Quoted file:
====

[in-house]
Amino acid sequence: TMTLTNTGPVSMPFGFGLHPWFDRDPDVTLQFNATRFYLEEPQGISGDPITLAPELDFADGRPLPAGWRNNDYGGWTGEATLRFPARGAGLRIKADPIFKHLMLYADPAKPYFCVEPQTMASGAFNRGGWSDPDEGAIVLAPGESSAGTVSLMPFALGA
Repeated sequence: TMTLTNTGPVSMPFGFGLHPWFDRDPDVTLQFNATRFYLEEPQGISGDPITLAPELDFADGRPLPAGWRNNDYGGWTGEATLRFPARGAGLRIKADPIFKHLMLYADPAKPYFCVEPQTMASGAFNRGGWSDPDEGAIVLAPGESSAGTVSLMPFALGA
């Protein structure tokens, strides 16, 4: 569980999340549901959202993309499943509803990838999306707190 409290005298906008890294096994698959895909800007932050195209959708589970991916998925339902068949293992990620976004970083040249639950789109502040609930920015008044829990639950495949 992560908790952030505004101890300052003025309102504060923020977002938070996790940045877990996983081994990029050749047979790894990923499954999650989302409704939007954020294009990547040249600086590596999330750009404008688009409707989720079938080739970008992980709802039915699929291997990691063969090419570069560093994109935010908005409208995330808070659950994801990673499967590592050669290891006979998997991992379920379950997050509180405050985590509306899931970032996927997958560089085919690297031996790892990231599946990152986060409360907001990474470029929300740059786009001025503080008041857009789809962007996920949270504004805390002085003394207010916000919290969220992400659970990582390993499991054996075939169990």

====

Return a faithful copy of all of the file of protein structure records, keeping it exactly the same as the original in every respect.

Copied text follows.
[in-house]
Amino acid sequence: TMTLTNTGPVSMPFGFGLHPWFDRDPDVTLQFNATRFYLEEPQGISGDPITLAPELDFADGRPLPAGWRNNDYGGWTGEATLRFPARGAGLRIKADPIFKHLMLYADPAKPYFCVEPQTMASGAFNRGGWSDPDEGAIVLAPGESSAGTVSLMPFALGA
Repeated sequence: TMTLTNTGPVSMPFGFGLHPWFDRDPDVTLQFNATRFYLEEPQGISGDPITLAPELDFADGRPLPAGWRNNDYGGWTGEATLRFPARGAGLRIKADPIFKHLMLYADPAKPYFCVEPQTMASGAFNRGGWSDPDEGAIVLAPGESSAGTVSLMPFALGA
């Protein structure tokens, strides 16, 4: 569980999340549901959202993309499943509803990838999306707190 409290005298906008890294096994698959895909800007932050195209959708589970991916998925339902068949293992990620976004970083040249639950789109502040609930920015008044829990639950495949 992560908790952030505004101890300052003025309102504060923020977002938070996790940045877990996983081994990029050749047979790894990923499954999650989302409704939007954020294009990547040249600086590596999330750009404008688009409707989720079938080739970008992980709802039915699929291997990691063969090419570069560093994109935010908005409208995330808070659950994801990673499967590592050669290891006979998997991992379920379950997050509180405050985590509306899931970032996927997958560089085919690297031996790892990231599946990152986060409360907001990474470029929300740059786009001025503080008041857009789809962007996920949270504004805390002085003394207010916000919290969220992400659970990582390993499991054996075939169990």